|Sunday, 13 October 2019|
Cyprus Broadcasting Corporation: News in English, 04-05-13
From: The Cyprus Broadcasting Corporation at <http://www.cybc.com.cy/>
 SARRIS PRESIDENTPresident Papadopoulos is well after he fainted during a funeral yesterday afternoon. This morning he returned to his normal duties at the presidential palace. The head of his office Polakis Sarris, in statements to our station, said that the President of the Republic will follow his normal schedule, and in the evening will be opening the international state fair in Nicosia. He also said that yesterday's incident was due to heat inside the church. The President gained his consiousness immediately after the incident and remained at the Nicosia General Hospital for a few hours, where he underwent routine tests.
 TASSOS WELLPresident Tassos Papadopoulos said that he feels well. Speaking to the reporters during his arrival in the morning at the Presidential Palace, the President said that he will try and reduce his working hours and follow the doctors' orders. Asked to comment on the intentions of Britain and other European countries to have direct dealings with the occupied part of Cyprus, the President said that he does not have such information and Cyprus' delegation in Brussells is handling the matters that might arise.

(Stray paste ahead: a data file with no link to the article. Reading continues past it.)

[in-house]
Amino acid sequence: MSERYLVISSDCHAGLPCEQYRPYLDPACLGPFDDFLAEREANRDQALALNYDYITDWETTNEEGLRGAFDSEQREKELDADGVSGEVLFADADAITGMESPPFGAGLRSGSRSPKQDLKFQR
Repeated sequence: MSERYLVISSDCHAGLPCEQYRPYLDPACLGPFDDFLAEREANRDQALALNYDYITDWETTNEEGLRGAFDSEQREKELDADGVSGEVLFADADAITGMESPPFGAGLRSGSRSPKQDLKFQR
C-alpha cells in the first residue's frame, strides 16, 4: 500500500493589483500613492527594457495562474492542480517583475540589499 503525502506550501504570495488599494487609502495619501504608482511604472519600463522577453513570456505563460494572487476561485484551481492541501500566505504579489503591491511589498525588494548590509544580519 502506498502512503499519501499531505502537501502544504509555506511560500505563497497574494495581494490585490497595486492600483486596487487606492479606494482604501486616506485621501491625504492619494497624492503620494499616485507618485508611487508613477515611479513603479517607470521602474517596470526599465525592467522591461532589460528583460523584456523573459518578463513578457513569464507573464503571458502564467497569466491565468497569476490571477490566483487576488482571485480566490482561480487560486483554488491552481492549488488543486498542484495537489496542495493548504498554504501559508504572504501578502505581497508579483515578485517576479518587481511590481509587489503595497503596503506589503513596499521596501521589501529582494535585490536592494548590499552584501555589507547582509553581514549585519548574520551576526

WESTON CHRYSOThe Special coordinator at the State Department for the Cyprus issue, Thomas Weston said that the aim of reaching a just and viable solution for the Cyprus problem has become more difficult considering the latest developments. Nevertheless, he added, the general direction must not be lost. Mr Weston said that he does not share the worries of the Greek Cypriots as far as security matters are concerned which led to the negative result of the referendum. However, he expressed the hope that the accession in the European Union will give the Greek Cypriots the feeling of security which was given to many other people in the past and so the Greek Cypriots can find the strength to move forward. The American dignitary was speaking at a reception hosted by the ambassador of Cyprus in Washington, Evripidis Evriviades on the occassion of the fifteenth conference of Greek organization Pseka.
 Iraq RumsfeldU.S. Defense Secretary Donald Rumsfeld made a surprise visit to Iraq as the United States struggled to quell criticism over the abuse of Iraqi prisoners by American military guards.
The embattled secretary, travelling under tight security to a country where more than 700 U.S. troops have died since last year's invasion, landed at Baghdad airport and later began meetings with senior U.S. military officers.
Rumsfeld denied on a 15-hour flight from Washington that the Pentagon was trying to cover up the scandal at Abu Ghraib prison near Baghdad.
Other U.S. defense officials said the sudden trip by Rumsfeld and General Richard Myers, chairman of the Pentagon's Joint Chiefs of Staff, was triggered by the recent publication of photographs of U.S. military guards humiliating naked Iraqi prisoners.